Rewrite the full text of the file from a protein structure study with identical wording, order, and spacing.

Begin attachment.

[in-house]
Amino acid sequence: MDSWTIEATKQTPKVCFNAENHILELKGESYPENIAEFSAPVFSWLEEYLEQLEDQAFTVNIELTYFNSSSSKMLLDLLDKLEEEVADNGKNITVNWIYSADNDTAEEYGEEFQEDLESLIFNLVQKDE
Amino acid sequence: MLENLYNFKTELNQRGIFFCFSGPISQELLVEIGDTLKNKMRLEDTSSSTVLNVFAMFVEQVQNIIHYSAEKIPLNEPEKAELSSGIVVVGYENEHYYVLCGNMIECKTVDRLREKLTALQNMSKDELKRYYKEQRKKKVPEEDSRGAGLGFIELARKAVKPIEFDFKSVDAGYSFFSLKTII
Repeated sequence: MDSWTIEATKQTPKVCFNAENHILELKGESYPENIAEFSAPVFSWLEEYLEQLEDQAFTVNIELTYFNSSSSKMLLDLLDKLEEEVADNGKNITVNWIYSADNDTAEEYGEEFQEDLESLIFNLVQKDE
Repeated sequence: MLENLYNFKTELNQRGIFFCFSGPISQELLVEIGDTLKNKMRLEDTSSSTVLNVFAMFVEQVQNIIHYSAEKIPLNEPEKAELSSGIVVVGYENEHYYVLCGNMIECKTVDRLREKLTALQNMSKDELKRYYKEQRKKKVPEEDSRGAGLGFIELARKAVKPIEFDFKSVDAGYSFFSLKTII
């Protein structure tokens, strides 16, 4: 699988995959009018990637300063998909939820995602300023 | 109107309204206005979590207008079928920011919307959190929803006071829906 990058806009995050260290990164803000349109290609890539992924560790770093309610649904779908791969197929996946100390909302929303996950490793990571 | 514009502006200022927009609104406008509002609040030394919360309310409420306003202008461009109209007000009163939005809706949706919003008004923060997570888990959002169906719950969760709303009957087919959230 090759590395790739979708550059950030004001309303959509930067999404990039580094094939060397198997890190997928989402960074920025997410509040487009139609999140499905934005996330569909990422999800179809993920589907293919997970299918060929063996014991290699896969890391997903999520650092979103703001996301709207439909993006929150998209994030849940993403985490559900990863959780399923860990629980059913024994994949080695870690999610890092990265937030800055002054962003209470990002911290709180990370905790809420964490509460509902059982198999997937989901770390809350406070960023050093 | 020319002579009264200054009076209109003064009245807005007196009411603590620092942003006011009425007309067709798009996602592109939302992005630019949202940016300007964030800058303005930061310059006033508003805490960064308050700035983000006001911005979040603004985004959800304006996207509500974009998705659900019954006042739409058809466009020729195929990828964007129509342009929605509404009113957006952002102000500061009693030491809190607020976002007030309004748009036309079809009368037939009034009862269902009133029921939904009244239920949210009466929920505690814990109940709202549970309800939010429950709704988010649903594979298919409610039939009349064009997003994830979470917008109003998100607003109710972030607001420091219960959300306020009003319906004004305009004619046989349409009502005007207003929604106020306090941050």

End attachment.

[in-house]
Amino acid sequence: MDSWTIEATKQTPKVCFNAENHILELKGESYPENIAEFSAPVFSWLEEYLEQLEDQAFTVNIELTYFNSSSSKMLLDLLDKLEEEVADNGKNITVNWIYSADNDTAEEYGEEFQEDLESLIFNLVQKDE
Amino acid sequence: MLENLYNFKTELNQRGIFFCFSGPISQELLVEIGDTLKNKMRLEDTSSSTVLNVFAMFVEQVQNIIHYSAEKIPLNEPEKAELSSGIVVVGYENEHYYVLCGNMIECKTVDRLREKLTALQNMSKDELKRYYKEQRKKKVPEEDSRGAGLGFIELARKAVKPIEFDFKSVDAGYSFFSLKTII
Repeated sequence: MDSWTIEATKQTPKVCFNAENHILELKGESYPENIAEFSAPVFSWLEEYLEQLEDQAFTVNIELTYFNSSSSKMLLDLLDKLEEEVADNGKNITVNWIYSADNDTAEEYGEEFQEDLESLIFNLVQKDE
Repeated sequence: MLENLYNFKTELNQRGIFFCFSGPISQELLVEIGDTLKNKMRLEDTSSSTVLNVFAMFVEQVQNIIHYSAEKIPLNEPEKAELSSGIVVVGYENEHYYVLCGNMIECKTVDRLREKLTALQNMSKDELKRYYKEQRKKKVPEEDSRGAGLGFIELARKAVKPIEFDFKSVDAGYSFFSLKTII
């Protein structure tokens, strides 16, 4: 699988995959009018990637300063998909939820995602300023 | 109107309204206005979590207008079928920011919307959190929803006071829906 990058806009995050260290990164803000349109290609890539992924560790770093309610649904779908791969197929996946100390909302929303996950490793990571 | 514009502006200022927009609104406008509002609040030394919360309310409420306003202008461009109209007000009163939005809706949706919003008004923060997570888990959002169906719950969760709303009957087919959230 090759590395790739979708550059950030004001309303959509930067999404990039580094094939060397198997890190997928989402960074920025997410509040487009139609999140499905934005996330569909990422999800179809993920589907293919997970299918060929063996014991290699896969890391997903999520650092979103703001996301709207439909993006929150998209994030849940993403985490559900990863959780399923860990629980059913024994994949080695870690999610890092990265937030800055002054962003209470990002911290709180990370905790809420964490509460509902059982198999997937989901770390809350406070960023050093 | 020319002579009264200054009076209109003064009245807005007196009411603590620092942003006011009425007309067709798009996602592109939302992005630019949202940016300007964030800058303005930061310059006033508003805490960064308050700035983000006001911005979040603004985004959800304006996207509500974009998705659900019954006042739409058809466009020729195929990828964007129509342009929605509404009113957006952002102000500061009693030491809190607020976002007030309004748009036309079809009368037939009034009862269902009133029921939904009244239920949210009466929920505690814990109940709202549970309800939010429950709704988010649903594979298919409610039939009349064009997003994830979470917008109003998100607003109710972030607001420091219960959300306020009003319906004004305009004619046989349409009502005007207003929604106020306090941050």